Widgets Magazine


Chelsea’s Law: A Light to Shine On

Today — February 25, 2014 — I want to take a moment to remember the legacy of a girl named Chelsea King.

Chelsea was an activist, a runner, a student, a friend, a daughter, and a spunky, charismatic, jovial bubble of joy. This Tuesday marks the fourth anniversary of Chelsea’s disappearance from Poway, Calif., and eventual murder. While she no can longer light up rooms with her smile or belt out a tune on her French horn, her legacy carries on today in the form of Chelsea’s Law.

Chelsea’s Law protects California’s children today with increased penalties, parole provisions and oversight for violent sexual offenders of children. This law is specifically targeted at criminals that our society cannot risk letting loose again: Certain offenses carry a one-strike punishment, meaning that especially vicious crimes would automatically merit life imprisonment without parole.

The rationale for such harsh sentences is clear: The Bureau of Justice Statistics shows that child molesters and statutory rapists released from prison have a 5.1% recidivism rate — 5.1% of these criminals were rearrested for a new sex crime within three years of their release. While that number does not seem very high, over the course of many years, not adopting a one-strike law would risk the safety of many children. Chelsea’s Law is now in place in California, and variants of it are being pushed forward in other states to prevent these avoidable tragedies.

This law protects society by cracking down on crime. The California Three Strikes Law, enacted in 1994 in response to the murders of Kimber Reynolds and Polly Klass, has similar motivations. It requires that any criminal offender with two prior convictions for crimes deemed serious or violent by the California Penal Code be sentenced to a minimum of 25 years to life in prison.

While valiant in purpose, the Three Strikes Law has done more harm than good.

Unlike Chelsea’s Law, the 1994 law does not specifically target any type of crime. Instead, it uses unclear, overly broad terms such as “serious” and “violent” to condemn any third-time offenders to life in prison. Legally, the term “serious” can include anything from murder to kidnapping, extortion or arson, a definition that, during sentencing, essentially disregards the huge differences in these crimes.

The California State Auditor found that in 2009, 25% of inmates in California institutions had been sentenced under the Three Strikes Law and that the increased costs of the law totaled $19.2 billion. But when safety is on the line, it can be argued that any cost is justified. In fact, the Legislative Analyst’s Office found that crime rates fell by 43% between 1994 and 1999. Is that proof enough to warrant the billions being spent on this law?

No, it is not — for several reasons. First off, the crime rate has been declining since 1991, even before the passage of the Three Strikes Law, so the law has not necessarily reduced crime in any major way. Secondly, according to the California Department of Corrections and Rehabilitation, over half (56%) of those convicted for a third strike were convicted because of a non-serious or nonviolent offense. Lastly, this law has proven to be racially biased to an unacceptable degree, with 37% of second and third strikers being African American. (Only 6.6% of California residents are African American.)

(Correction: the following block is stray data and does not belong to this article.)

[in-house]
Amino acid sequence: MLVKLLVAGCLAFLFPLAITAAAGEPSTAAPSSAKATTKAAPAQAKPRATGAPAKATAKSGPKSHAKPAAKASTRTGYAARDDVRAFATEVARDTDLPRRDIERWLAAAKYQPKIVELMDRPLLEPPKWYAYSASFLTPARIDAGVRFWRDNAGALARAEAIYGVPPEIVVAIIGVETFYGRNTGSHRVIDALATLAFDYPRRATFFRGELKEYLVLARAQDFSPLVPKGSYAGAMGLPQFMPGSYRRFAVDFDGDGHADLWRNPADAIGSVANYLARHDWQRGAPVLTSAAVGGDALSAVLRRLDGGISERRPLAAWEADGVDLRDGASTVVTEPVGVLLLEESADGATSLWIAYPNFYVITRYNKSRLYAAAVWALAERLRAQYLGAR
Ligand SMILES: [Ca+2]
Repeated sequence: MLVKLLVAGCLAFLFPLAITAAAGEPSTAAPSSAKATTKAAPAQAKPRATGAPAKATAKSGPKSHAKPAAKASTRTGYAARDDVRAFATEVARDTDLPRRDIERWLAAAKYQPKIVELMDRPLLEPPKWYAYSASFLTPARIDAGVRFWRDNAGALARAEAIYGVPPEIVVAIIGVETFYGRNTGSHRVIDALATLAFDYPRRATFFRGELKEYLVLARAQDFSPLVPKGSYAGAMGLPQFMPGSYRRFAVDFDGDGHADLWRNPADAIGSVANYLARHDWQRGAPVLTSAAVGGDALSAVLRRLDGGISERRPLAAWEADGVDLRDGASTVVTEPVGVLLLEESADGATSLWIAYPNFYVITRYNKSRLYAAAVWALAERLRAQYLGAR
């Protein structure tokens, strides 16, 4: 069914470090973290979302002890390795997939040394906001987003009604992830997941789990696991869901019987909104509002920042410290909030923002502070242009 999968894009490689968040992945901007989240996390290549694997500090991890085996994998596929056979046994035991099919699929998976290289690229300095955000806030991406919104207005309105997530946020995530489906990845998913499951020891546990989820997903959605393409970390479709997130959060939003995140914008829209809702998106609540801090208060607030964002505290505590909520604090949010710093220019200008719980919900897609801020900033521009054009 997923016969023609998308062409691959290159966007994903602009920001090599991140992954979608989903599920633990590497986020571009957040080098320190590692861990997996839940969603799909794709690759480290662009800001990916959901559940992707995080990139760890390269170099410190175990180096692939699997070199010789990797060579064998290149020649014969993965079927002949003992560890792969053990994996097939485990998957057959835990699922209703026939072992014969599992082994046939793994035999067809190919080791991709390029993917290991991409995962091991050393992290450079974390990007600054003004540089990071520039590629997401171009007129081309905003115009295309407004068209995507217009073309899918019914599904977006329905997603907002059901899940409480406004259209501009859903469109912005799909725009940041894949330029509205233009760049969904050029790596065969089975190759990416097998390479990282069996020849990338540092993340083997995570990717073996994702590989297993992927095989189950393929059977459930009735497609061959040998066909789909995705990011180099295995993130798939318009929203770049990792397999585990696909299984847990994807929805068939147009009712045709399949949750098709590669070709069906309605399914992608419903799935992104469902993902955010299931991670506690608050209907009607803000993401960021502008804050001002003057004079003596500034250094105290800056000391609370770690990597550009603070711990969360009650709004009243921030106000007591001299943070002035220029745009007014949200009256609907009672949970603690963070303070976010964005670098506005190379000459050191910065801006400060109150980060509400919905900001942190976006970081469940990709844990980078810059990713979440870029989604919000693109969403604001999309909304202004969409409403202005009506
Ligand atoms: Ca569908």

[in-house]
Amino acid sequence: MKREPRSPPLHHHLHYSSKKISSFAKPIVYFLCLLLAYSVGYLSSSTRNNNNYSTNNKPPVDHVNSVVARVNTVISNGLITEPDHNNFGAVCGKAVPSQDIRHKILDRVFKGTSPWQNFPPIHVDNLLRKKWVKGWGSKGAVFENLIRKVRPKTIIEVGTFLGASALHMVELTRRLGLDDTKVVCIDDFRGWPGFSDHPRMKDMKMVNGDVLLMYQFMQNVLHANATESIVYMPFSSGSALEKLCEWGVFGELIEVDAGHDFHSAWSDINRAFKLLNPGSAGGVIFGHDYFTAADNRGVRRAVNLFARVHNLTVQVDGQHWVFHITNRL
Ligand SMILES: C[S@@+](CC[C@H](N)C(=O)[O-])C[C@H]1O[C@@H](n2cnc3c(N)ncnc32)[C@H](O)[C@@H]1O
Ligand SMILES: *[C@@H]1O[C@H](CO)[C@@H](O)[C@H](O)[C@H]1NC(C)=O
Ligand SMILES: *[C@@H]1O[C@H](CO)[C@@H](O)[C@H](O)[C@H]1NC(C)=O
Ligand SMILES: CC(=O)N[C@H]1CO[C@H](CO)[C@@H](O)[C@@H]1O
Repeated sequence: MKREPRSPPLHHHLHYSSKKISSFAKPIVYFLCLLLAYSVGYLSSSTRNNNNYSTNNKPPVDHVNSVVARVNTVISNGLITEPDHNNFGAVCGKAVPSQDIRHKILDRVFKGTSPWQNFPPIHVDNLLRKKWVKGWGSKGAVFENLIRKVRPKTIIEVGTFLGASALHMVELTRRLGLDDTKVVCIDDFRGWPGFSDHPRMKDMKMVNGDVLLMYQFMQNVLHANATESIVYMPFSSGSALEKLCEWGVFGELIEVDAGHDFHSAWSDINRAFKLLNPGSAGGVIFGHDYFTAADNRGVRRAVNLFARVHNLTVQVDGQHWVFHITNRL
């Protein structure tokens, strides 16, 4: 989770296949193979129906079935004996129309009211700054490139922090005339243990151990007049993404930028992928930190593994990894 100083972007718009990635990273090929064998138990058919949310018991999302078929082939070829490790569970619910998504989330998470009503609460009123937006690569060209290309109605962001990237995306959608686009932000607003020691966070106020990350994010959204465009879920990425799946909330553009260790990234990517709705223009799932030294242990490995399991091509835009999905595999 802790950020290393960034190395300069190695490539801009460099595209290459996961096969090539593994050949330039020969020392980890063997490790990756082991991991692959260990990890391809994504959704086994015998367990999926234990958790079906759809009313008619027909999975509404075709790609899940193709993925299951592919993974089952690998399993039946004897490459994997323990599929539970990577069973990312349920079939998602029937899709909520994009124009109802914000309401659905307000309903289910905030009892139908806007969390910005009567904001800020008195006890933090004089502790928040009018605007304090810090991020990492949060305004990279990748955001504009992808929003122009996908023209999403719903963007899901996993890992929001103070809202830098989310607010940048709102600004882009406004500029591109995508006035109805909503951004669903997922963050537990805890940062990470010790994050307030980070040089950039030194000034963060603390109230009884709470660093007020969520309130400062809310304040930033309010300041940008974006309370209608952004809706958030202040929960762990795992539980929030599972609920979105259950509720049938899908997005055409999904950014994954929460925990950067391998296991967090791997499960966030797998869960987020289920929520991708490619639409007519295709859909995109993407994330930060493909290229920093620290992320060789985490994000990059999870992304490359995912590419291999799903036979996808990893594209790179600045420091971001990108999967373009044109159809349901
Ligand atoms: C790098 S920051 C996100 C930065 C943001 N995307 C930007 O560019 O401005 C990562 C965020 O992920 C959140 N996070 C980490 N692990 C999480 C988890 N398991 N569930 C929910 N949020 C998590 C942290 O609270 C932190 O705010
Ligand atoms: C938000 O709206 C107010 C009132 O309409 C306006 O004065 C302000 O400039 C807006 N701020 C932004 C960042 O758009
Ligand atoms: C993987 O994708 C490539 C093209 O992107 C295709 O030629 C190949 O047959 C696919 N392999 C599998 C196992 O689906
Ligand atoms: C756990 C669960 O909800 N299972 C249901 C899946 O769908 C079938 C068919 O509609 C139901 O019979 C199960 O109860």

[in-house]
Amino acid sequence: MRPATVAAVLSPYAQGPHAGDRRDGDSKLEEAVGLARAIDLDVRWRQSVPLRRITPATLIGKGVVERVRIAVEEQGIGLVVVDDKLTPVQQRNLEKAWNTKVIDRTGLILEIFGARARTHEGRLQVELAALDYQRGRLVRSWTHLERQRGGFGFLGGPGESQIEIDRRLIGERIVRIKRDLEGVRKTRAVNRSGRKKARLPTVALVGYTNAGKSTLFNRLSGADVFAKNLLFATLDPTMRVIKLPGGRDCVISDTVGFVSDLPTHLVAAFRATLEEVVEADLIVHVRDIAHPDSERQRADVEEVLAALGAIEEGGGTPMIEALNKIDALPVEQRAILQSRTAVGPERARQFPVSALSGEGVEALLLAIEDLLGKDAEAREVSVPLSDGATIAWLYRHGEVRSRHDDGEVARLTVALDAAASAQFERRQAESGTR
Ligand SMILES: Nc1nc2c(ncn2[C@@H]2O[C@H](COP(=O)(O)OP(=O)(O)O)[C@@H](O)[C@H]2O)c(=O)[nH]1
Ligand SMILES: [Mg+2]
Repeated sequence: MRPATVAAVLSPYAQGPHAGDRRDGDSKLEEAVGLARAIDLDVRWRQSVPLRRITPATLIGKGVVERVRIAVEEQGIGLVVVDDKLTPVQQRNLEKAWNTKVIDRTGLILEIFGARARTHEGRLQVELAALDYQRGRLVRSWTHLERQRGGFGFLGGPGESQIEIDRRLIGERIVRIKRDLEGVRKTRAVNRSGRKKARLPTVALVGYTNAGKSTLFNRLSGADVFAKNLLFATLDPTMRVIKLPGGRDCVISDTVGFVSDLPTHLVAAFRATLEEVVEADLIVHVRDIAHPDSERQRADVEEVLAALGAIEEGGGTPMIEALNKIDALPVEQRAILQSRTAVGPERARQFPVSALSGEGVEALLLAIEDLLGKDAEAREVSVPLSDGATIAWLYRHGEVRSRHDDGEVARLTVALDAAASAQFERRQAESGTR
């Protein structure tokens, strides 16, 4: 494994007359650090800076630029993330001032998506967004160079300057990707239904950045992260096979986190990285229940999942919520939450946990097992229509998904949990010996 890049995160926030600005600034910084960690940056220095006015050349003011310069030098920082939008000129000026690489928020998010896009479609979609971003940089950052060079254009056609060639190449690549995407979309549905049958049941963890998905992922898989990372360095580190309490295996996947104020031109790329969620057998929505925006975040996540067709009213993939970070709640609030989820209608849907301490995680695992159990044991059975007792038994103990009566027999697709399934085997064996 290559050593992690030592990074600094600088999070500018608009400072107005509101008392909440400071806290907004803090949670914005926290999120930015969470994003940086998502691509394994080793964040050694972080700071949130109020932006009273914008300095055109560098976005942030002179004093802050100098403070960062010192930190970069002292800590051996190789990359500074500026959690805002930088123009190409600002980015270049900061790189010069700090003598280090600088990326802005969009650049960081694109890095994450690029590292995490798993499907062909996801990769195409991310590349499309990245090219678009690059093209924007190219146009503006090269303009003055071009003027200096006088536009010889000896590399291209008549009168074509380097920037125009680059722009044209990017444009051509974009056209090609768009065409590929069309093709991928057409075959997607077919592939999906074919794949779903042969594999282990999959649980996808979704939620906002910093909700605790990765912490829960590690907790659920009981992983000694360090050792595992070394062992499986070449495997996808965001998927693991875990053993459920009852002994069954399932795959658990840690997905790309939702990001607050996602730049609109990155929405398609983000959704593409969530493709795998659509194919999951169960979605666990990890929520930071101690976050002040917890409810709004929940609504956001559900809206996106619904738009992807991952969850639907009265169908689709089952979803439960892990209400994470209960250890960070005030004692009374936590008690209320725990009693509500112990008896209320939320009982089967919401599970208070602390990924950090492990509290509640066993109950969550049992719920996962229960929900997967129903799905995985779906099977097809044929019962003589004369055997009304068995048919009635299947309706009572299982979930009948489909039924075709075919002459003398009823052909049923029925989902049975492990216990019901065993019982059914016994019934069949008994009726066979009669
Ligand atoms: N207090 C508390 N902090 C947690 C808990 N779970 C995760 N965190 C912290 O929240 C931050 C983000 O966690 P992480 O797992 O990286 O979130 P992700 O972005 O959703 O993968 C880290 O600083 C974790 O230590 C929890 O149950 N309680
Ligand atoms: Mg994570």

In 2012 California made huge progress by passing Proposition 36, the Three Strikes Reform Act. This legislation aims to shorten the sentences of those that are serving life terms for non-serious, non-violent crimes and who no longer pose a threat to society. The reason for this distinction is that, as a clinical psychologist from the Probation Service of England and Wales points out, this rehabilitation is not equally possible for serious violent offenders, like rapists.

So far, the legislation has been targeted correctly: A Progress Report of this revision shows that those released since the implementation of this Proposition have only a 2% recidivism rate. This is good evidence that the Proposition is only serving to help those that are among the safest to release from custody.

Proposition 36 is a crucial step forward, but it cannot solve everything. The Three Strikes Law is still straining society today. It has placed an unnecessary burden on the California prison system that cannot be so easily reversed. In the meantime, the lengthy petition process for resentencing is now clogging California courts. While papers are being processed and cases are being reviewed, people unfairly sentenced still remain in prison, continuing to raise prison costs and fill space that is needed for more serious criminals.

The Three Strikes Law is a lesson to legislators and voters that policies must be narrowly tailored to society’s most important ends. Chelsea’s Law is a reform that is doing just that.

Although the 25th of February is always an emotional day, this year we can also celebrate the legacy that Chelsea is leaving through her namesake law. Chelsea’s Law continues to protect California’s children from violent sexual predators as well as carry out the due process of law by avoiding the pitfalls of overgeneralization that the Three Strikes Law still suffers from. Today is a day of renewed hope for a better future. Today is a day to remember that Chelsea’s light continues to shine on.